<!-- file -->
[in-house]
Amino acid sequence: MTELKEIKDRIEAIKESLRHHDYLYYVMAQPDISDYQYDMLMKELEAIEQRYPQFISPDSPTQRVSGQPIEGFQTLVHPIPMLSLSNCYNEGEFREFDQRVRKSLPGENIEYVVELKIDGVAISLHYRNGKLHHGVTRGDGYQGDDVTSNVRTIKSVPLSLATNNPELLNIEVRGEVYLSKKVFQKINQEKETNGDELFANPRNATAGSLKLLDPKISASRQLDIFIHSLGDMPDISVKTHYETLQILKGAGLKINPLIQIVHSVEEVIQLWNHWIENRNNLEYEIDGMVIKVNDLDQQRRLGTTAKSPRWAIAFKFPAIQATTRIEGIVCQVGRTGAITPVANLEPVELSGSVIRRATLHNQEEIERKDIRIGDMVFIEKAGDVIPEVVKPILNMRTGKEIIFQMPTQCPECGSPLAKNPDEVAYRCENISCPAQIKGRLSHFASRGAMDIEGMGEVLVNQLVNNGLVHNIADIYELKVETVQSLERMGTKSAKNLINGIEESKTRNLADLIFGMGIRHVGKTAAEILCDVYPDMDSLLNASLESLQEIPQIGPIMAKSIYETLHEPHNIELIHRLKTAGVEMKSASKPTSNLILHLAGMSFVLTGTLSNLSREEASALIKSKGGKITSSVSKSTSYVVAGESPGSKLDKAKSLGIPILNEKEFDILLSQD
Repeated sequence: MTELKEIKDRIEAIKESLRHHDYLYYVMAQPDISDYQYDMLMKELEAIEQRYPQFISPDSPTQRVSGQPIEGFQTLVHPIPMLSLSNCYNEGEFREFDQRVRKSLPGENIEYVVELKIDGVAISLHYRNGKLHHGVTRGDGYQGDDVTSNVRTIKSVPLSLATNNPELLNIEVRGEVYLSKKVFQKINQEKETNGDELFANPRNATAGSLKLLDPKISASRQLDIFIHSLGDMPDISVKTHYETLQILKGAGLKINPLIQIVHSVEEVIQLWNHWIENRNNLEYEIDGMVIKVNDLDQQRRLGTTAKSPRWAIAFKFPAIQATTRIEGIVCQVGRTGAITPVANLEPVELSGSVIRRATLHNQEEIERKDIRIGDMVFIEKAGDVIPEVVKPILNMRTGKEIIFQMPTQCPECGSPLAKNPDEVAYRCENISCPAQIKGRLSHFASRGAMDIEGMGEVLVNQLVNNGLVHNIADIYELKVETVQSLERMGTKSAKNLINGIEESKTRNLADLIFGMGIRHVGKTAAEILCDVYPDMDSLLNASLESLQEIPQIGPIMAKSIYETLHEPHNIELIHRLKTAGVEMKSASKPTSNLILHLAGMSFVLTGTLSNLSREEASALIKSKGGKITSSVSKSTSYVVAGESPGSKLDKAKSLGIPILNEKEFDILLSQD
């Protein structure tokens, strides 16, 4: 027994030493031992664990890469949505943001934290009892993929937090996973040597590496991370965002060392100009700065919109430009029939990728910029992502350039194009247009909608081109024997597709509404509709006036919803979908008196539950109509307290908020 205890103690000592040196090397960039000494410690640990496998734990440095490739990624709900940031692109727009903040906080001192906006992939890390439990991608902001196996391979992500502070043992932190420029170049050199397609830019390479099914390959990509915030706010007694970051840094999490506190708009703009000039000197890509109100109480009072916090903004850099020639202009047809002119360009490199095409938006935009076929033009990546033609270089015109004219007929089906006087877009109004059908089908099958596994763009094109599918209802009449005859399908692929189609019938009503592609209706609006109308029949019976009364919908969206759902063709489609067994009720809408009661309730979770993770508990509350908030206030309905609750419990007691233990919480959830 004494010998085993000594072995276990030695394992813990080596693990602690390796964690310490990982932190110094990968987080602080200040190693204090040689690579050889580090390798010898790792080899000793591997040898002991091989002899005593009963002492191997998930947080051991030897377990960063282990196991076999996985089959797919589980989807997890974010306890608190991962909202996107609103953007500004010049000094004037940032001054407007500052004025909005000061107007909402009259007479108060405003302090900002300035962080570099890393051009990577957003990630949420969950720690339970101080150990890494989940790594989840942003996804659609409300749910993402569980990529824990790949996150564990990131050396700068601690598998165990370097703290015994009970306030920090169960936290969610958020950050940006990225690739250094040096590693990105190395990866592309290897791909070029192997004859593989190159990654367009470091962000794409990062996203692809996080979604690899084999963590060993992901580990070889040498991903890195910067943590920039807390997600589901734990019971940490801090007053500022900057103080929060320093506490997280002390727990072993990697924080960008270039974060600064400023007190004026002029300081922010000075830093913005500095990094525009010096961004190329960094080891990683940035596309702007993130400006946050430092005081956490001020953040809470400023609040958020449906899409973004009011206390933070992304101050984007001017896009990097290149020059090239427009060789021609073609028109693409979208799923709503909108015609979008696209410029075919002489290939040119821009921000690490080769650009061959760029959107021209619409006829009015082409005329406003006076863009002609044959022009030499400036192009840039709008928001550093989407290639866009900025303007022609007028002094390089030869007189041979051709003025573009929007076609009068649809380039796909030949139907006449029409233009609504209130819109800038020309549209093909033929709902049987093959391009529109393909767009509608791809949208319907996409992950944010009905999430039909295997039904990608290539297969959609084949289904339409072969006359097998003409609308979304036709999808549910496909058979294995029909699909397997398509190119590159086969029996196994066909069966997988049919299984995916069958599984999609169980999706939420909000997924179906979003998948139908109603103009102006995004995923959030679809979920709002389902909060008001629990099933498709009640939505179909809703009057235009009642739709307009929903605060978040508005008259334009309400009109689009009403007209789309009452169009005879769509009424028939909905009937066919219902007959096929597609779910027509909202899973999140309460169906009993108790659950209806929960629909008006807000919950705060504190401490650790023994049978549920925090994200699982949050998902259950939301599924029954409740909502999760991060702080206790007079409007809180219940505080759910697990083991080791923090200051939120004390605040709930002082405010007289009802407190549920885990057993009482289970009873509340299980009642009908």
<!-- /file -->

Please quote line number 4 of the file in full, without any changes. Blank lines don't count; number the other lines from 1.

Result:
């Protein structure tokens, strides 16, 4: 027994030493031992664990890469949505943001934290009892993929937090996973040597590496991370965002060392100009700065919109430009029939990728910029992502350039194009247009909608081109024997597709509404509709006036919803979908008196539950109509307290908020 205890103690000592040196090397960039000494410690640990496998734990440095490739990624709900940031692109727009903040906080001192906006992939890390439990991608902001196996391979992500502070043992932190420029170049050199397609830019390479099914390959990509915030706010007694970051840094999490506190708009703009000039000197890509109100109480009072916090903004850099020639202009047809002119360009490199095409938006935009076929033009990546033609270089015109004219007929089906006087877009109004059908089908099958596994763009094109599918209802009449005859399908692929189609019938009503592609209706609006109308029949019976009364919908969206759902063709489609067994009720809408009661309730979770993770508990509350908030206030309905609750419990007691233990919480959830 004494010998085993000594072995276990030695394992813990080596693990602690390796964690310490990982932190110094990968987080602080200040190693204090040689690579050889580090390798010898790792080899000793591997040898002991091989002899005593009963002492191997998930947080051991030897377990960063282990196991076999996985089959797919589980989807997890974010306890608190991962909202996107609103953007500004010049000094004037940032001054407007500052004025909005000061107007909402009259007479108060405003302090900002300035962080570099890393051009990577957003990630949420969950720690339970101080150990890494989940790594989840942003996804659609409300749910993402569980990529824990790949996150564990990131050396700068601690598998165990370097703290015994009970306030920090169960936290969610958020950050940006990225690739250094040096590693990105190395990866592309290897791909070029192997004859593989190159990654367009470091962000794409990062996203692809996080979604690899084999963590060993992901580990070889040498991903890195910067943590920039807390997600589901734990019971940490801090007053500022900057103080929060320093506490997280002390727990072993990697924080960008270039974060600064400023007190004026002029300081922010000075830093913005500095990094525009010096961004190329960094080891990683940035596309702007993130400006946050430092005081956490001020953040809470400023609040958020449906899409973004009011206390933070992304101050984007001017896009990097290149020059090239427009060789021609073609028109693409979208799923709503909108015609979008696209410029075919002489290939040119821009921000690490080769650009061959760029959107021209619409006829009015082409005329406003006076863009002609044959022009030499400036192009840039709008928001550093989407290639866009900025303007022609007028002094390089030869007189041979051709003025573009929007076609009068649809380039796909030949139907006449029409233009609504209130819109800038020309549209093909033929709902049987093959391009529109393909767009509608791809949208319907996409992950944010009905999430039909295997039904990608290539297969959609084949289904339409072969006359097998003409609308979304036709999808549910496909058979294995029909699909397997398509190119590159086969029996196994066909069966997988049919299984995916069958599984999609169980999706939420909000997924179906979003998948139908109603103009102006995004995923959030679809979920709002389902909060008001629990099933498709009640939505179909809703009057235009009642739709307009929903605060978040508005008259334009309400009109689009009403007209789309009452169009005879769509009424028939909905009937066919219902007959096929597609779910027509909202899973999140309460169906009993108790659950209806929960629909008006807000919950705060504190401490650790023994049978549920925090994200699982949050998902259950939301599924029954409740909502999760991060702080206790007079409007809180219940505080759910697990083991080791923090200051939120004390605040709930002082405010007289009802407190549920885990057993009482289970009873509340299980009642009908």